On the western side of Perdido Key, the Alabama Pass began construction. In the early days, the pass was dangerous to boats due to the strong tides and fast forming sand bars. In 1953, the Alabama Department of Conservation began to dredge the pass. In 1962, a small two-lane concrete bridge caused the state border to change. For Alabama constructing the bridge, Florida allowed Alabama to claim about three miles of the Key.

    By 1970, development on the Key was at a constant rise. Initially known as the Gulf Beach Development Association, a small not-for-profit group that originated in the 1950s, officially incorporated as the Perdido Key Development Association, which later became known as the Perdido Key Association. Their main purpose was to promote welfare and orderly development, combat deterioration, lessen neighborhood tension, and maintain the natural beauty of the community known as Perdido Key, Florida.

    In 1978, the National Park Service purchased over 1,000 acres of land on Perdido Key, from Rosamond Johnson Beach to Pensacola Pass. In the same year, Big Lagoon State Park was officially opened to the public. After growth in the 70s, came great devastation. In 1979, Hurricane Frederic was a category 4 storm that made landfall in nearby coastal Alabama. The Perdido Area was declared a disaster area, taking years to clean up and rebuild. The extensive damage swept away and destroyed structures. After the cleanup, came the time for rebuilding, luring developers to the area bringing change to Perdido Key.

    The year 1985 queued some big moments for residents of Perdido Key. The year brought the beginning of the Perdido Key Area Chamber of Commerce, the rise of the iconic Eden Condominiums, the inauguration of the Frank Brown International Songwriters Festival, and the first Mullet Toss at the Flora-Bama. This was also the year that the infamous Perdido Key Beach Mouse was included on the list of Endangered Species.

    Change persisted as Perdido Key continued to settle into its namesake in 1994. The Perdido Chamber requested that the US Board of Geographic Names change maps to read “Perdido Key” instead of Gulf Beach.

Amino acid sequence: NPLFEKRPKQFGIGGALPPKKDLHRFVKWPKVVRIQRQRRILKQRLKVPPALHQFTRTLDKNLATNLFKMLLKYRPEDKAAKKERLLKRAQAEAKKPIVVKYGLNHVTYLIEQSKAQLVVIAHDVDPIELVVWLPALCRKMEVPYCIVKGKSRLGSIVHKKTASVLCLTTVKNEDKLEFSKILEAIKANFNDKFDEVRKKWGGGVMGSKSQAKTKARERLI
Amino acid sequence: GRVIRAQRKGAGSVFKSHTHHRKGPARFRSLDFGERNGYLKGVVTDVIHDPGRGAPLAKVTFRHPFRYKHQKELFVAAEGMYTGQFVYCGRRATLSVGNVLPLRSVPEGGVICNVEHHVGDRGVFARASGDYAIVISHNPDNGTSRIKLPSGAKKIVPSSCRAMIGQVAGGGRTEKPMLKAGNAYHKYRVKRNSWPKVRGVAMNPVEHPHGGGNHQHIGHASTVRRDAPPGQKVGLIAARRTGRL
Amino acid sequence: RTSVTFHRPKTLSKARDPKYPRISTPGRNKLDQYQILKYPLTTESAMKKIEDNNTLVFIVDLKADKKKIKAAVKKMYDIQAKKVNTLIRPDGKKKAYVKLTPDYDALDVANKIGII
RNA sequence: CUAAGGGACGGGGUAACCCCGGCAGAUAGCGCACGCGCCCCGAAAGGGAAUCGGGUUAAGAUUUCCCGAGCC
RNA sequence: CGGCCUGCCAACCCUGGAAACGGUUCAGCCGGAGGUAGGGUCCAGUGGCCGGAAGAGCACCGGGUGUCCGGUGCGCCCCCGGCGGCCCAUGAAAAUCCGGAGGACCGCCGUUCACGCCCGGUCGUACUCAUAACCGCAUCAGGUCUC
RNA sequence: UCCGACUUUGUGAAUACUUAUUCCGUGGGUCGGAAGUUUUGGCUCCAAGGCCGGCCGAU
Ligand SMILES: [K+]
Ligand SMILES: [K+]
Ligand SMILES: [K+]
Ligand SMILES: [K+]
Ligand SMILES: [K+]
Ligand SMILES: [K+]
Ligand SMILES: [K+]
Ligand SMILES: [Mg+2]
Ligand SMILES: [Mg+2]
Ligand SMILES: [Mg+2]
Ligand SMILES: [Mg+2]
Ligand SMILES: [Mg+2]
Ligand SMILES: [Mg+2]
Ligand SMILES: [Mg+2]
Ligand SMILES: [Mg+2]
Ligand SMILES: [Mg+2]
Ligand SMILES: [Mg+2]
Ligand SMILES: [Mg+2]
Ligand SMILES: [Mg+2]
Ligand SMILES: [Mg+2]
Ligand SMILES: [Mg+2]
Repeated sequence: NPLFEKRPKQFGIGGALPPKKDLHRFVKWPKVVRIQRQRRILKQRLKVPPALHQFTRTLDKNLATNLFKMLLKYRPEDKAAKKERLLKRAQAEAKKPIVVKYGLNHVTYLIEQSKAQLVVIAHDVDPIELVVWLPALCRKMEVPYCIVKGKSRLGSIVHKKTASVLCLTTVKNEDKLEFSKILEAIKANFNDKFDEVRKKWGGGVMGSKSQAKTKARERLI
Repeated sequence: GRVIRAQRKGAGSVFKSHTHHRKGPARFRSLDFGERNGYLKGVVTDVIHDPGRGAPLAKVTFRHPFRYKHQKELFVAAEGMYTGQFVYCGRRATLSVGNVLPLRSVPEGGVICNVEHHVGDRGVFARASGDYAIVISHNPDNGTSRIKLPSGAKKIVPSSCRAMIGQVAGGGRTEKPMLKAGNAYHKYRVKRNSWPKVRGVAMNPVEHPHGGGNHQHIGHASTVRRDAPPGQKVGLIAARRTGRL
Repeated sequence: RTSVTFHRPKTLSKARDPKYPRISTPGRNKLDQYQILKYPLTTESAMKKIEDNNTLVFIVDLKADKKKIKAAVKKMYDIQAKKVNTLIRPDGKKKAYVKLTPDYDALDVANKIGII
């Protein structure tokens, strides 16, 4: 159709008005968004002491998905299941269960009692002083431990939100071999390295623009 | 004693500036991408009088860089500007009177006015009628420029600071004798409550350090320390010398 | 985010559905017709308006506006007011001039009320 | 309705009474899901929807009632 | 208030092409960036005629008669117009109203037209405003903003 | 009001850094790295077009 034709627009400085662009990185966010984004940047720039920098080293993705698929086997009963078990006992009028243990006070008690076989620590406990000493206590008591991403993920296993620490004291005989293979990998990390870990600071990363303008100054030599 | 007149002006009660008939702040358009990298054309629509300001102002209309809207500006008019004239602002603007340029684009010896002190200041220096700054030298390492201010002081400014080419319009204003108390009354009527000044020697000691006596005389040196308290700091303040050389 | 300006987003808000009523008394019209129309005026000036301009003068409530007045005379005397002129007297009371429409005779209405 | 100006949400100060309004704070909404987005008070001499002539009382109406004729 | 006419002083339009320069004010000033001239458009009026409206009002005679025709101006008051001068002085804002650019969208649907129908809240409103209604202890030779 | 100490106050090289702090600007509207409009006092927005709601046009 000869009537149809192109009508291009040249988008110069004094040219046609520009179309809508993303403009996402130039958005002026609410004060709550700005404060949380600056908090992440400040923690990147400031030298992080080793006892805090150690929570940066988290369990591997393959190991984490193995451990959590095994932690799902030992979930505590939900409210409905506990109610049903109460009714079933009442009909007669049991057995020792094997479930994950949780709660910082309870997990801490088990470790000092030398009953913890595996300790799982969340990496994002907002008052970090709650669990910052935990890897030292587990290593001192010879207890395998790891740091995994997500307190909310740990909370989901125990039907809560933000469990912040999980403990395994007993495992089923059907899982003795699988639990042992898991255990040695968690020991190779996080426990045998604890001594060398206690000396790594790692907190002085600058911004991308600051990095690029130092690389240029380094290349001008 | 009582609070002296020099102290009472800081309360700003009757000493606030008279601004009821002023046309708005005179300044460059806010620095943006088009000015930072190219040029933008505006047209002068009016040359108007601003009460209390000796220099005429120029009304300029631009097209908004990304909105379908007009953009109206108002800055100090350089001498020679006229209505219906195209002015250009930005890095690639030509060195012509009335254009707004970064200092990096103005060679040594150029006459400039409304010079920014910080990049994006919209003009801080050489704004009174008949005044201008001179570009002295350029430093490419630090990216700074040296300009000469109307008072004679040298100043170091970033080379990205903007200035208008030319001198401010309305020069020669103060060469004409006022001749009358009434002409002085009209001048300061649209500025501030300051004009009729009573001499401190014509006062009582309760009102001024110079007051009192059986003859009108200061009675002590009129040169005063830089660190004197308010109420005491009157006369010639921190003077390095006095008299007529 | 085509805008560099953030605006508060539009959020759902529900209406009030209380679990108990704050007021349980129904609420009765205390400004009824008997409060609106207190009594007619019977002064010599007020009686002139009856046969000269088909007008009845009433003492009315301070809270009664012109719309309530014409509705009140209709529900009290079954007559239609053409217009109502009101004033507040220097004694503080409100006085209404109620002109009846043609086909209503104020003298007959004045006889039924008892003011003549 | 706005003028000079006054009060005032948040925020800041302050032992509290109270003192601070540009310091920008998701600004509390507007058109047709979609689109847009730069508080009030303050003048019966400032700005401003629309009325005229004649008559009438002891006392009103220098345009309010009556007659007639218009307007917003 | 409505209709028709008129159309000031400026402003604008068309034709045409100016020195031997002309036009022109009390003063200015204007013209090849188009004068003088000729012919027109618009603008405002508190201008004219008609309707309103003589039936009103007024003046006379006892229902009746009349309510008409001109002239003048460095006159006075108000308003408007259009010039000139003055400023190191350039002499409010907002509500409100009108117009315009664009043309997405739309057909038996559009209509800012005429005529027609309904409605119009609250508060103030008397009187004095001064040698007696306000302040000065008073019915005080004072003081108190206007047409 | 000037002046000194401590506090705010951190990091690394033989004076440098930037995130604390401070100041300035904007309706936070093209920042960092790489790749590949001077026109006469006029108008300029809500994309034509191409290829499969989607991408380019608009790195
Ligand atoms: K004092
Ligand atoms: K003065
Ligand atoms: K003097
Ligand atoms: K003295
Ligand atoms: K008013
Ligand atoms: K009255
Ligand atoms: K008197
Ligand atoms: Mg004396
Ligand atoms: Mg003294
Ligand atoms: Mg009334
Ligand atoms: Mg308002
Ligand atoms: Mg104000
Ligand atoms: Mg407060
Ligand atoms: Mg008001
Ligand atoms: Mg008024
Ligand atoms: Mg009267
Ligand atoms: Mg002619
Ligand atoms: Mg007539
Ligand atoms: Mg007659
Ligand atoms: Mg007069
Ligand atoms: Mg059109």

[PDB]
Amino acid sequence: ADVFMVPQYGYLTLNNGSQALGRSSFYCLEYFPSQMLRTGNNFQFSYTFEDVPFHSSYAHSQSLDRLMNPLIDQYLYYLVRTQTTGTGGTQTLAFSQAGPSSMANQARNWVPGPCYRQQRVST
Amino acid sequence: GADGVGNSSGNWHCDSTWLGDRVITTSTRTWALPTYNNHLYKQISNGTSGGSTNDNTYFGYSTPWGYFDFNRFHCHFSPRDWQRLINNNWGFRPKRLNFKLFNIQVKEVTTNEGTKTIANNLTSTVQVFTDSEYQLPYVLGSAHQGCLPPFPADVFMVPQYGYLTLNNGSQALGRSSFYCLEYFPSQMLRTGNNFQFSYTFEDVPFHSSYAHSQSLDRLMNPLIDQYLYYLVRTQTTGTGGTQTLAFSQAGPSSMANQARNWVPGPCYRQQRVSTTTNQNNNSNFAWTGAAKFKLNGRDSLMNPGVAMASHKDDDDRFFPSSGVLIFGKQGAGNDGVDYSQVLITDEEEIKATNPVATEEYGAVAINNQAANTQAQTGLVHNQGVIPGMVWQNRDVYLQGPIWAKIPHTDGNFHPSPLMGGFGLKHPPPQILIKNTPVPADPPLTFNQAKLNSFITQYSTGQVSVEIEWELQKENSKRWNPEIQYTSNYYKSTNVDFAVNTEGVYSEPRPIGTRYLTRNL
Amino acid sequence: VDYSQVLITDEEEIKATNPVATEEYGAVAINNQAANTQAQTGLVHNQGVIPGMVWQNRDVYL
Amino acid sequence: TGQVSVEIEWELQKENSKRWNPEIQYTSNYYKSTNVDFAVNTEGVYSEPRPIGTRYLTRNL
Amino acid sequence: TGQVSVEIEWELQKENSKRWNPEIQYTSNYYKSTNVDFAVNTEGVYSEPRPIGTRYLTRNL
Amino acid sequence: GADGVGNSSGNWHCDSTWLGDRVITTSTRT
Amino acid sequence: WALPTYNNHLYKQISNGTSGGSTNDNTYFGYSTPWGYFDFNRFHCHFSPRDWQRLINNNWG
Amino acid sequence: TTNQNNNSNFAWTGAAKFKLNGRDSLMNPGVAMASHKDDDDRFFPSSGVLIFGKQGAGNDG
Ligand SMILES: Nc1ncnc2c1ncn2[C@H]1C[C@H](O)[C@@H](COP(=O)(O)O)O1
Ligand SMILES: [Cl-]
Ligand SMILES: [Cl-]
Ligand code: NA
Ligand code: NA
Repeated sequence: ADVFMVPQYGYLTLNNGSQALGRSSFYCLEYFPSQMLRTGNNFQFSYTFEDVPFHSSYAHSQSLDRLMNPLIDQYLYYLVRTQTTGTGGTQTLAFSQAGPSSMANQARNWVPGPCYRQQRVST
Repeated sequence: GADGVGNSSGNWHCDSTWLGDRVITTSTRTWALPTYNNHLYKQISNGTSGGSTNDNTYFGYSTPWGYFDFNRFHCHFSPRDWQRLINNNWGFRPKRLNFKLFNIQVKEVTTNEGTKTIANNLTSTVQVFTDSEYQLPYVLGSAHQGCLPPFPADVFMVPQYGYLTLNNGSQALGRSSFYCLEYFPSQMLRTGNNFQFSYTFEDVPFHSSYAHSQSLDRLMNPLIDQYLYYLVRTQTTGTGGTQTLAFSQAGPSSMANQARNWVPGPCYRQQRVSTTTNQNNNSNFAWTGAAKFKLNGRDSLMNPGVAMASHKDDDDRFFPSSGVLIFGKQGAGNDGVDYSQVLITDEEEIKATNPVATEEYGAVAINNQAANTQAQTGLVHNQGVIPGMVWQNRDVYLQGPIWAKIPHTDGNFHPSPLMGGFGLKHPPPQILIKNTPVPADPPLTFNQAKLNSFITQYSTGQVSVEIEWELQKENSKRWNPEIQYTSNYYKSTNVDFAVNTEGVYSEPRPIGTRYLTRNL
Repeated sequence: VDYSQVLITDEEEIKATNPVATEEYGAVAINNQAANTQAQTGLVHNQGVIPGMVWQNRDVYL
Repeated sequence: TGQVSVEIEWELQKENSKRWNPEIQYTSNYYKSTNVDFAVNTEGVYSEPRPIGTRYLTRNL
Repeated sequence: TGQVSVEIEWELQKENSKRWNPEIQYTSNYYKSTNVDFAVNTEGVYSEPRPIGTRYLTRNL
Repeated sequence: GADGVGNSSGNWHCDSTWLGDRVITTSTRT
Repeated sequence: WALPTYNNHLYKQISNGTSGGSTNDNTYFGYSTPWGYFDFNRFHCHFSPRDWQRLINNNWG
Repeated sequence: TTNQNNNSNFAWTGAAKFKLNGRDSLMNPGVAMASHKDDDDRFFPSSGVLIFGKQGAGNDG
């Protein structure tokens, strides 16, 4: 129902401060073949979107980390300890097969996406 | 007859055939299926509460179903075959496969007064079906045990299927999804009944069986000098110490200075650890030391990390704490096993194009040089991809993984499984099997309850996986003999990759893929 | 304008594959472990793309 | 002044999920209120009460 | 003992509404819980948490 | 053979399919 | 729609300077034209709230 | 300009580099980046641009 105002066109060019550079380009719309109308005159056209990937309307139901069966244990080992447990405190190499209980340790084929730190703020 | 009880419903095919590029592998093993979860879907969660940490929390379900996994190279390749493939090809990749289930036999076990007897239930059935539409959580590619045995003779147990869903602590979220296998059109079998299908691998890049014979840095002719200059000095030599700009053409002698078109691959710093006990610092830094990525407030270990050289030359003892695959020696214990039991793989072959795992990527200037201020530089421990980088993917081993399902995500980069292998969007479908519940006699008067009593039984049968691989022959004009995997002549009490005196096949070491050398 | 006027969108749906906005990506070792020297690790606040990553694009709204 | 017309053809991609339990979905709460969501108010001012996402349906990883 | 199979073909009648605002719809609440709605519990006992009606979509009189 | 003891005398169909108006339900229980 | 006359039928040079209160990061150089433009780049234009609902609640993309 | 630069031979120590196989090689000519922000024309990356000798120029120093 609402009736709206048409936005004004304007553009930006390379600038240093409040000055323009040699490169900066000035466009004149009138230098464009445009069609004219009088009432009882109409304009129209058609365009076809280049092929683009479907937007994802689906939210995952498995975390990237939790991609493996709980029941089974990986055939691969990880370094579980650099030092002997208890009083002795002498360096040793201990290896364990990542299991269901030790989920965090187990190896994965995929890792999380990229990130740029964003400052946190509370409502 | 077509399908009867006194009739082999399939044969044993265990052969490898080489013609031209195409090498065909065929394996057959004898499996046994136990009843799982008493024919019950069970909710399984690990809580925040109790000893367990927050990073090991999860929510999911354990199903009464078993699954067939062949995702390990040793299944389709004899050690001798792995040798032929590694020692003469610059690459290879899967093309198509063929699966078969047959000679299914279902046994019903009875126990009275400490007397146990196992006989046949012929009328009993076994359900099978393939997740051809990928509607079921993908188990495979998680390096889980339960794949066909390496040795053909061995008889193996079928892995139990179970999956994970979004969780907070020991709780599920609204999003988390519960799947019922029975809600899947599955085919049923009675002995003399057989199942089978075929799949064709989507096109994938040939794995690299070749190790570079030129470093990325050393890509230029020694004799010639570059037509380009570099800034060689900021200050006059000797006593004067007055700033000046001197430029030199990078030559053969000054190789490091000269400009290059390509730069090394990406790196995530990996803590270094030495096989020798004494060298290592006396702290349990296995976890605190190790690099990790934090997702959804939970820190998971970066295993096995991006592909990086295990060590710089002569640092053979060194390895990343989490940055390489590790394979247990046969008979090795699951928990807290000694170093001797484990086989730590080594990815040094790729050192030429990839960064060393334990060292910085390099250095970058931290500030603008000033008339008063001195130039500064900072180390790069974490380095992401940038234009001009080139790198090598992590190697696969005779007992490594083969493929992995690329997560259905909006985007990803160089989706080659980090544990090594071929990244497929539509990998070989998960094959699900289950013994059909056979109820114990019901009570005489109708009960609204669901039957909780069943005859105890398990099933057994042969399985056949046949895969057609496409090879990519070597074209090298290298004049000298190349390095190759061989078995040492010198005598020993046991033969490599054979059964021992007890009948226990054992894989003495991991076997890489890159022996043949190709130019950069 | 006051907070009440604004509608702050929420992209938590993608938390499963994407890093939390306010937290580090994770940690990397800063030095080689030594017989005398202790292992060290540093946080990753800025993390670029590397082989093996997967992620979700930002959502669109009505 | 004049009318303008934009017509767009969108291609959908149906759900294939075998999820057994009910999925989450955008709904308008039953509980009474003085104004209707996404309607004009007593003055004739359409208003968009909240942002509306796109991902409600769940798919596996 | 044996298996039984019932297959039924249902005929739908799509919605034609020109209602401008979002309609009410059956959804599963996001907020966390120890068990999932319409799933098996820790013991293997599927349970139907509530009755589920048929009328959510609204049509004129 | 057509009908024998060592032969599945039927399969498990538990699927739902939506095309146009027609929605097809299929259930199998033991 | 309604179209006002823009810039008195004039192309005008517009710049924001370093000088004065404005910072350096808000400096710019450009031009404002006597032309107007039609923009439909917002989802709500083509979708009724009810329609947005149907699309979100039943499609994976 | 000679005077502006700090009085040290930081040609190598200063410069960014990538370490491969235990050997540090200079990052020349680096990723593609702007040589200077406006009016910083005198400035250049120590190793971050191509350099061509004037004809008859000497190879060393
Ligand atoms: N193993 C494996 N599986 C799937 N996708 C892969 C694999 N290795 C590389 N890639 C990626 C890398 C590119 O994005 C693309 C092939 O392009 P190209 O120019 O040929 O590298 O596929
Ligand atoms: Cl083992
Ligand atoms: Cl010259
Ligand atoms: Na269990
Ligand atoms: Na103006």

Devastation occurred when Hurricane Ivan, a Category 5 storm, made landfall on Perdido Key. Damage was observed along the coast from Baldwin County, Alabama to Santa Rosa County, Florida. The brunt of the storm hit Perdido Key, NAS Pensacola, Innerarity Point, and Warrington. Some subdivisions were destroyed with few key roads in Perdido only opening in late 2005, over a year after the storm hit. In Pensacola, the Interstate 10 Escambia Bay Bridge was heavily damaged, with as much as a quarter-mile collapsing into the bay. Destruction from Hurricane Ivan took many years to clean and rebuild, some of which were never restored.

    Transformation did eventually come in the aftermath, showing Perdido Key’s never-ending resilience despite historical devastation. By 2015, Escambia County presented the Perdido Key Master Plan. The Master Plan created a vision for the future development and characteristics of Perdido Key. The Master plan, in addition to changes in zoning regulations, was set to make the Key more welcoming to shoppers, diners, pedestrians, and cyclists.

    The vision today is much like in previous years, developing new ways for visitors and locals to experience the uniqueness of our precious barrier island. Within this past year, despite more destruction from Hurricane Sally in September 2020, several improvements have begun, including pedestrian crossing developments along Perdido Key Drive. Residents show support in public meetings for a roundabout at Perdido Key Drive and Johnson Beach Road and the multi-use path planned to stretch from the Theo Baars bridge all the way to the Flora-Bama